Criminal Law


Insanity is an excuse defense when one is too insane to warrant criminal punishment.

There are three competing tests for determining insanity:

M'Naghten Test

The M'Naghten test, also known as the cognitive test, says that a person is not guilty by reason of insanity when he, at the time he committed the act:

  1. Had a mental defect
  2. Which either:
    1. Prevented him from knowing the nature and quality of the act he was doing or
    2. From knowing that what he was doing was wrong.
      • Wrongfulness

        Wrongfulness can be understood in one of two ways:

        1. Illegal
        2. Morally wrong
          • Moral wrongfulness can also be determined subjectively or objectively:
            • The objective standard asks whether the actor understood his actions violated society's view of morality.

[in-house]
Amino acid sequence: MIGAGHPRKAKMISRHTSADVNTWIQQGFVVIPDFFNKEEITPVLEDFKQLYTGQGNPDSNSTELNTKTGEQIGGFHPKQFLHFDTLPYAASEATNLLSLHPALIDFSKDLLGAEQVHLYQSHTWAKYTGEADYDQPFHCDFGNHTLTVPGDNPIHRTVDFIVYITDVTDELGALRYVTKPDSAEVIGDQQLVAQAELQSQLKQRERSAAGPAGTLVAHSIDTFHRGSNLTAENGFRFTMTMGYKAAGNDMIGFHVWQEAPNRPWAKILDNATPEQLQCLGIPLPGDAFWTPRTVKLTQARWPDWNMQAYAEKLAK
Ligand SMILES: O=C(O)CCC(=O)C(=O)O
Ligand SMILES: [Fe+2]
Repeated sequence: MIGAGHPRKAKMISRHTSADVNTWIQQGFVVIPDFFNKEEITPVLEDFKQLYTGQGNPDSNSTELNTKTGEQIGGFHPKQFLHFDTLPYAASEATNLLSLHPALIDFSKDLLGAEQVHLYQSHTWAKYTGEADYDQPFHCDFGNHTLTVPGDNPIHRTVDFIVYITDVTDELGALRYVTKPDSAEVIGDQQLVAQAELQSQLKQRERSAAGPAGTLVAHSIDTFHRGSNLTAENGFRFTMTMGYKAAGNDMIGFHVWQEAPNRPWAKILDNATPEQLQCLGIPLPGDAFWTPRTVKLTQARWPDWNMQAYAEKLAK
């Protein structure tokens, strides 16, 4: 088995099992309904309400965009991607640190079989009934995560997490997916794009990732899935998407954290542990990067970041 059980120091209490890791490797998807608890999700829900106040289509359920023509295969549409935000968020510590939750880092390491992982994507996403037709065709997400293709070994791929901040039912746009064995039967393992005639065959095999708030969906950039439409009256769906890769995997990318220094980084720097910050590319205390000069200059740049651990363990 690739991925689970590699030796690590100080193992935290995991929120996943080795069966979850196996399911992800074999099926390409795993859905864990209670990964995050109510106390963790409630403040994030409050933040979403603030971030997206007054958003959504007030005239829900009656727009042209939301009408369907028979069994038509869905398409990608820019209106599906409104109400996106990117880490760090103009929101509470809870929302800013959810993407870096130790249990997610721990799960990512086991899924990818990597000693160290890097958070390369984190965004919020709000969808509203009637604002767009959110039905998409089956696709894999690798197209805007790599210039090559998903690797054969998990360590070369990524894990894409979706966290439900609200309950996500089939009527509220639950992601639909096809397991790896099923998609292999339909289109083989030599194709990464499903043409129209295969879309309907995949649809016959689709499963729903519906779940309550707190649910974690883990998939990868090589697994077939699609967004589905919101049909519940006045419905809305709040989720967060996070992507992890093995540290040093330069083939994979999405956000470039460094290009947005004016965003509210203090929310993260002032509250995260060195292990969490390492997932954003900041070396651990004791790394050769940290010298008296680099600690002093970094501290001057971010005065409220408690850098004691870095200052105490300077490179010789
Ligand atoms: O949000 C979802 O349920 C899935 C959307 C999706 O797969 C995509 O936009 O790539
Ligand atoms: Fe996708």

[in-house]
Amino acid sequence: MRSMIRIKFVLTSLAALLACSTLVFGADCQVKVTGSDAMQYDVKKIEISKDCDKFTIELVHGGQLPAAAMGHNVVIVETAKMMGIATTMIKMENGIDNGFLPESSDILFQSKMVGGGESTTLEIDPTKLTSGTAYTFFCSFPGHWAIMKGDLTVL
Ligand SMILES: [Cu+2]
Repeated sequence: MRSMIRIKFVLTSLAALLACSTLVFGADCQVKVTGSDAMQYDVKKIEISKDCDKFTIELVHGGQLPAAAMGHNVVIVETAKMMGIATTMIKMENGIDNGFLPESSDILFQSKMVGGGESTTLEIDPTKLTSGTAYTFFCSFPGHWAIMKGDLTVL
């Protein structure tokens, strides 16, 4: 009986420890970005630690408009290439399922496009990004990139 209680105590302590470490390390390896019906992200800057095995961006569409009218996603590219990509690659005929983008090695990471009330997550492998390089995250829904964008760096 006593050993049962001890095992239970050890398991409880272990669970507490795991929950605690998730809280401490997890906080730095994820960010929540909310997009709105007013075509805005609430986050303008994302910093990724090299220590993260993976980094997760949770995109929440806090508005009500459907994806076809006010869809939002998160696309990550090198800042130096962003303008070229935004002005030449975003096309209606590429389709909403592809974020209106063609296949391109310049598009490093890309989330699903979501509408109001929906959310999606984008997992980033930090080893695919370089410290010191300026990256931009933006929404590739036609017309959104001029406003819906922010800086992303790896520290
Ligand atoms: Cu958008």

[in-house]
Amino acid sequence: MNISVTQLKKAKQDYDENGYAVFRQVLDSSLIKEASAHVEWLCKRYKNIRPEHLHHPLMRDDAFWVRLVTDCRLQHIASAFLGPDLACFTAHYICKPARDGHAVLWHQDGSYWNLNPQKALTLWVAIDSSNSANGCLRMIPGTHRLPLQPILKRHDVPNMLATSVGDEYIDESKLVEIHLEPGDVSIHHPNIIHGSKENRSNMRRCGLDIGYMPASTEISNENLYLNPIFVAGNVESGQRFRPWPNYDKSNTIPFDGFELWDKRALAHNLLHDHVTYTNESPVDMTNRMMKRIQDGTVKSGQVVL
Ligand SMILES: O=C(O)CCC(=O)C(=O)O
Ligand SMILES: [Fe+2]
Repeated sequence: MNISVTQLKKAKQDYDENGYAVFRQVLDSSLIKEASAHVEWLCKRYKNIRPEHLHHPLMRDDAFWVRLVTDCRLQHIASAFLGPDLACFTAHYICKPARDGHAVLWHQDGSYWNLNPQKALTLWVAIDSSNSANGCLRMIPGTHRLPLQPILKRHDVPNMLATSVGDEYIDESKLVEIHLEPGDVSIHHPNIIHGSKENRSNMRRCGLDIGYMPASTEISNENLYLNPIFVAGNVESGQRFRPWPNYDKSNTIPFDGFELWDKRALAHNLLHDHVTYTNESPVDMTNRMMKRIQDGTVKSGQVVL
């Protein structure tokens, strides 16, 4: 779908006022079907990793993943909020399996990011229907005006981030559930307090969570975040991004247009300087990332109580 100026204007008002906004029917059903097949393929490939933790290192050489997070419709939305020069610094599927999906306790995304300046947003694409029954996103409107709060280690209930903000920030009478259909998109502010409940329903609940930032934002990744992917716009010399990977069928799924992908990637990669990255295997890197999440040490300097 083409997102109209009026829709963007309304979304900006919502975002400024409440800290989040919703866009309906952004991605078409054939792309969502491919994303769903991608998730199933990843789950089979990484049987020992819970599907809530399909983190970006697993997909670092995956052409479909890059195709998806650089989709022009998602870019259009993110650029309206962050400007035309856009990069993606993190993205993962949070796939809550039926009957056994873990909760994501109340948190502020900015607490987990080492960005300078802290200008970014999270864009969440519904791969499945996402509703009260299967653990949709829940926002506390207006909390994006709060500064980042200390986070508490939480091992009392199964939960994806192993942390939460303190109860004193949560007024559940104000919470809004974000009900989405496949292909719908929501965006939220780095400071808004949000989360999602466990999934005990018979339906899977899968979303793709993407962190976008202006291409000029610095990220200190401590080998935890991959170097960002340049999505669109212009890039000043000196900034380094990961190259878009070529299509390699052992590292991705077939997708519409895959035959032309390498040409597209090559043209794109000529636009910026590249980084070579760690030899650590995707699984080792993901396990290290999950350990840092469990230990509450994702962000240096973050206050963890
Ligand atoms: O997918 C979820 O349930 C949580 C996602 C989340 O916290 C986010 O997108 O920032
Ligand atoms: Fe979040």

• The subjective test asks whether the actor was able to understand that his actions violated his own personal moral code.
Irresistible Impulse Test

Some jurisdictions have established the irresistible impulse test to broaden the M'Naghten test by providing a third prong under which to find a defendant insane—irresistible impulse.

This says that, as an alternative to not knowing the nature and quality of his act or that it was wrong, one may also be found insane if he suffers from a volitional defect that prevents him from complying with the demands of the law.

Model Penal Code Test

The Model Penal Code's "substantial capacity" test includes the irresistible impulse test (and therefore the M'Naghten Test), but further broadens the doctrine by allowing the insanity defence when a criminal retained some capability to under or control his criminal behavior.

This test only requires that a defendant lack the substantial capacity to appreciate the criminal of his conduct or to conform his conduct to the requirements of the law.